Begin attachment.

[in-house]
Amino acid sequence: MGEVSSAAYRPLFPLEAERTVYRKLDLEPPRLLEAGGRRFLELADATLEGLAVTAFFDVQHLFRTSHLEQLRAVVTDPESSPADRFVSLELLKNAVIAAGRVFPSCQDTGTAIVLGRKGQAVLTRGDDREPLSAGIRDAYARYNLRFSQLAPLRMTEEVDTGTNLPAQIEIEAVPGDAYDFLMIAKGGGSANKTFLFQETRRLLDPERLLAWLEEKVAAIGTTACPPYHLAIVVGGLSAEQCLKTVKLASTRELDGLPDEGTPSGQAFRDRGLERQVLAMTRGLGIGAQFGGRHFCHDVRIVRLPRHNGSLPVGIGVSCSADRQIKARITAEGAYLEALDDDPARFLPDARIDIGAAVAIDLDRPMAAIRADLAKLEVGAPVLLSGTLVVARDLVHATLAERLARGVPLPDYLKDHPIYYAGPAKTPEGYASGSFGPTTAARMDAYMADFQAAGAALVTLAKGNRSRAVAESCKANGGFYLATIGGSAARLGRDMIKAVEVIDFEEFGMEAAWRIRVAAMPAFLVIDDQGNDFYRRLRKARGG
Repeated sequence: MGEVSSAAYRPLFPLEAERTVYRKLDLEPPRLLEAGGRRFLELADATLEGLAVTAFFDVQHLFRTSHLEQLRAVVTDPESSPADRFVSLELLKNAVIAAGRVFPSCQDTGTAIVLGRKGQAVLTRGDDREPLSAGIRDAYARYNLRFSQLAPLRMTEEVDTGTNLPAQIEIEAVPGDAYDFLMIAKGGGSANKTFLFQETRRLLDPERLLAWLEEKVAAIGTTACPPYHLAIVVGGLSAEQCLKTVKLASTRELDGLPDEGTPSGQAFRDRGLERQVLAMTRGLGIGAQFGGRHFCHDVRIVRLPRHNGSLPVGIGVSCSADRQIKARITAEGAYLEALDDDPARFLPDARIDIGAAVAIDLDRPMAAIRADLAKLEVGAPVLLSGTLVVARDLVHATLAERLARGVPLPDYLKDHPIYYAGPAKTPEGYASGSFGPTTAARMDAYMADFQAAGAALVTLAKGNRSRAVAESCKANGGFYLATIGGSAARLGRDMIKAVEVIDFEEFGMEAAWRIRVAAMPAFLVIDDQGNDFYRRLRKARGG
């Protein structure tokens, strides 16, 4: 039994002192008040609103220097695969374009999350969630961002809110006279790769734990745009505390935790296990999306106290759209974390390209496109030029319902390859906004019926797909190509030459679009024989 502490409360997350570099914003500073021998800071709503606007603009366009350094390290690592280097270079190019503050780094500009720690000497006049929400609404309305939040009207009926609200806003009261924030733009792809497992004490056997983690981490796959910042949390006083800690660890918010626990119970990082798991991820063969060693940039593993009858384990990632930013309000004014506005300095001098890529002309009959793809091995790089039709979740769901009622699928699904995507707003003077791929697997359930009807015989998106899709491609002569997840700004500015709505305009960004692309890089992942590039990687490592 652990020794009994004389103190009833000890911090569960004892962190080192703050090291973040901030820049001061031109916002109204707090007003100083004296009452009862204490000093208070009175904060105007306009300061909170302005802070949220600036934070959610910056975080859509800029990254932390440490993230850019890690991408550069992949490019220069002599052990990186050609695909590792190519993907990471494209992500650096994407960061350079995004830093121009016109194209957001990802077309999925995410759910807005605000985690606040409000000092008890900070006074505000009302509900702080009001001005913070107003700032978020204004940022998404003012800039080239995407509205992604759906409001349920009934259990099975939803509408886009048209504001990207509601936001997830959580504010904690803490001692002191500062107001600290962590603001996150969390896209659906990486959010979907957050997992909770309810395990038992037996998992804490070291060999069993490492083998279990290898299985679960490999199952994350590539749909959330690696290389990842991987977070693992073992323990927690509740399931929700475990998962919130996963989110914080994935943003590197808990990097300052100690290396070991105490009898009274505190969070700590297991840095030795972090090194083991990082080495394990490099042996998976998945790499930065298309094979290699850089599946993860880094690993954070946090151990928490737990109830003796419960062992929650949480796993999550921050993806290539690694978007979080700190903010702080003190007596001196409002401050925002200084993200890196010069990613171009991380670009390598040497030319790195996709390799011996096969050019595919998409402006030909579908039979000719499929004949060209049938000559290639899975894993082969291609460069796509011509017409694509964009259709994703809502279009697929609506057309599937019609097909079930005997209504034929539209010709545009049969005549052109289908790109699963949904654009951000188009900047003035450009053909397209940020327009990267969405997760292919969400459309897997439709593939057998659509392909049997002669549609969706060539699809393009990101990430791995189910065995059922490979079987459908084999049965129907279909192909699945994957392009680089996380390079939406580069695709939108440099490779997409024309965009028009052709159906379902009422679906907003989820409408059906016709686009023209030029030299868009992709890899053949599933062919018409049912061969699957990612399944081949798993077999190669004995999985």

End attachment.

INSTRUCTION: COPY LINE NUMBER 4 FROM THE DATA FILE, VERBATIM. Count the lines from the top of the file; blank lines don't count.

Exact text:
């Protein structure tokens, strides 16, 4: 039994002192008040609103220097695969374009999350969630961002809110006279790769734990745009505390935790296990999306106290759209974390390209496109030029319902390859906004019926797909190509030459679009024989 502490409360997350570099914003500073021998800071709503606007603009366009350094390290690592280097270079190019503050780094500009720690000497006049929400609404309305939040009207009926609200806003009261924030733009792809497992004490056997983690981490796959910042949390006083800690660890918010626990119970990082798991991820063969060693940039593993009858384990990632930013309000004014506005300095001098890529002309009959793809091995790089039709979740769901009622699928699904995507707003003077791929697997359930009807015989998106899709491609002569997840700004500015709505305009960004692309890089992942590039990687490592 652990020794009994004389103190009833000890911090569960004892962190080192703050090291973040901030820049001061031109916002109204707090007003100083004296009452009862204490000093208070009175904060105007306009300061909170302005802070949220600036934070959610910056975080859509800029990254932390440490993230850019890690991408550069992949490019220069002599052990990186050609695909590792190519993907990471494209992500650096994407960061350079995004830093121009016109194209957001990802077309999925995410759910807005605000985690606040409000000092008890900070006074505000009302509900702080009001001005913070107003700032978020204004940022998404003012800039080239995407509205992604759906409001349920009934259990099975939803509408886009048209504001990207509601936001997830959580504010904690803490001692002191500062107001600290962590603001996150969390896209659906990486959010979907957050997992909770309810395990038992037996998992804490070291060999069993490492083998279990290898299985679960490999199952994350590539749909959330690696290389990842991987977070693992073992323990927690509740399931929700475990998962919130996963989110914080994935943003590197808990990097300052100690290396070991105490009898009274505190969070700590297991840095030795972090090194083991990082080495394990490099042996998976998945790499930065298309094979290699850089599946993860880094690993954070946090151990928490737990109830003796419960062992929650949480796993999550921050993806290539690694978007979080700190903010702080003190007596001196409002401050925002200084993200890196010069990613171009991380670009390598040497030319790195996709390799011996096969050019595919998409402006030909579908039979000719499929004949060209049938000559290639899975894993082969291609460069796509011509017409694509964009259709994703809502279009697929609506057309599937019609097909079930005997209504034929539209010709545009049969005549052109289908790109699963949904654009951000188009900047003035450009053909397209940020327009990267969405997760292919969400459309897997439709593939057998659509392909049997002669549609969706060539699809393009990101990430791995189910065995059922490979079987459908084999049965129907279909192909699945994957392009680089996380390079939406580069695709939108440099490779997409024309965009028009052709159906379902009422679906907003989820409408059906016709686009023209030029030299868009992709890899053949599933062919018409049912061969699957990612399944081949798993077999190669004995999985």